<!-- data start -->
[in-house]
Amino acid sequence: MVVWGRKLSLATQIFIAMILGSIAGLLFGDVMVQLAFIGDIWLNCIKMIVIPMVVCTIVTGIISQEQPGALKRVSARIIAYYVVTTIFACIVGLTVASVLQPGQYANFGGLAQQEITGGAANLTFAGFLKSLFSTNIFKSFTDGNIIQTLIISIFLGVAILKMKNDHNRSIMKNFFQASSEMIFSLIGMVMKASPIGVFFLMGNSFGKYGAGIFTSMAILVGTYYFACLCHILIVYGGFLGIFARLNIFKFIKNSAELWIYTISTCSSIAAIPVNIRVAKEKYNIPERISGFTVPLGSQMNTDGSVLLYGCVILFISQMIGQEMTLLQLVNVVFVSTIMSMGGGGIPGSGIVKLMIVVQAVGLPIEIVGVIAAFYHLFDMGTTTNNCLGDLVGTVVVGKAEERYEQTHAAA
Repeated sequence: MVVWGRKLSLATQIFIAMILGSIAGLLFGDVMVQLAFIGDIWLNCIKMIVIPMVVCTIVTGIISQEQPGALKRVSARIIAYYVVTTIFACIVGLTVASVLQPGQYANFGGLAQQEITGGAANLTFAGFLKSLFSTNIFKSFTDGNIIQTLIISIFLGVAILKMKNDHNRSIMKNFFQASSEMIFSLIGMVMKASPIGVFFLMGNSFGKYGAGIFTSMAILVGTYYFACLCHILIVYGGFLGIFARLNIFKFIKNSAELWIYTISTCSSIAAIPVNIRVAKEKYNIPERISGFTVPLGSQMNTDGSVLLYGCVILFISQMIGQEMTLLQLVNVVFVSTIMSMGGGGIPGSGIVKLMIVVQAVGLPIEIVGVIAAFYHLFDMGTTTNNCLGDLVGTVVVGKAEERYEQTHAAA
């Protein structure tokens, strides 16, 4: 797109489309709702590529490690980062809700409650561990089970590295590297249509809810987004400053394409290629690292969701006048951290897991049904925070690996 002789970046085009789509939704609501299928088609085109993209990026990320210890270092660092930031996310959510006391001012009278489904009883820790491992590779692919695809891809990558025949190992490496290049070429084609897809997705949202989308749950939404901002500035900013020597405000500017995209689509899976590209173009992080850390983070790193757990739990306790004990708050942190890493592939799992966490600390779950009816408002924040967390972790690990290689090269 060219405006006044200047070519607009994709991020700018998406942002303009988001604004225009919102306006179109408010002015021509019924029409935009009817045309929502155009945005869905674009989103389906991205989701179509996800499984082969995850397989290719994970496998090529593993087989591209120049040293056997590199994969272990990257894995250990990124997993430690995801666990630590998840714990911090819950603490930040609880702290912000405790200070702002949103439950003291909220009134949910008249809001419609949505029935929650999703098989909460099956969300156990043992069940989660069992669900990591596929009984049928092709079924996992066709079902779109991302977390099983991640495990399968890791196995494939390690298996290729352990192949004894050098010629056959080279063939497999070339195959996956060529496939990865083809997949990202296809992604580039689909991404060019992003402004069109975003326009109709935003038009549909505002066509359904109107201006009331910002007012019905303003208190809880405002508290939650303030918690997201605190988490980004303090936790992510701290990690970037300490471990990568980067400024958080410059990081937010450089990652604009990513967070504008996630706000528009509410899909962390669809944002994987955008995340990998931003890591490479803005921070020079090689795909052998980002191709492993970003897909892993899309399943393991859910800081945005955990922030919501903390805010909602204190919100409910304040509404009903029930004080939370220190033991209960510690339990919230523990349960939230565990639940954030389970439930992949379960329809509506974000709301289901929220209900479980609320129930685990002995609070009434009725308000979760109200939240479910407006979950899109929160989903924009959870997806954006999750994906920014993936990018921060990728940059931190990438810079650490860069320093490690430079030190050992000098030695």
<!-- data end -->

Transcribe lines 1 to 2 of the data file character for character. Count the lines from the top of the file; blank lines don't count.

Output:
[in-house]
Amino acid sequence: MVVWGRKLSLATQIFIAMILGSIAGLLFGDVMVQLAFIGDIWLNCIKMIVIPMVVCTIVTGIISQEQPGALKRVSARIIAYYVVTTIFACIVGLTVASVLQPGQYANFGGLAQQEITGGAANLTFAGFLKSLFSTNIFKSFTDGNIIQTLIISIFLGVAILKMKNDHNRSIMKNFFQASSEMIFSLIGMVMKASPIGVFFLMGNSFGKYGAGIFTSMAILVGTYYFACLCHILIVYGGFLGIFARLNIFKFIKNSAELWIYTISTCSSIAAIPVNIRVAKEKYNIPERISGFTVPLGSQMNTDGSVLLYGCVILFISQMIGQEMTLLQLVNVVFVSTIMSMGGGGIPGSGIVKLMIVVQAVGLPIEIVGVIAAFYHLFDMGTTTNNCLGDLVGTVVVGKAEERYEQTHAAA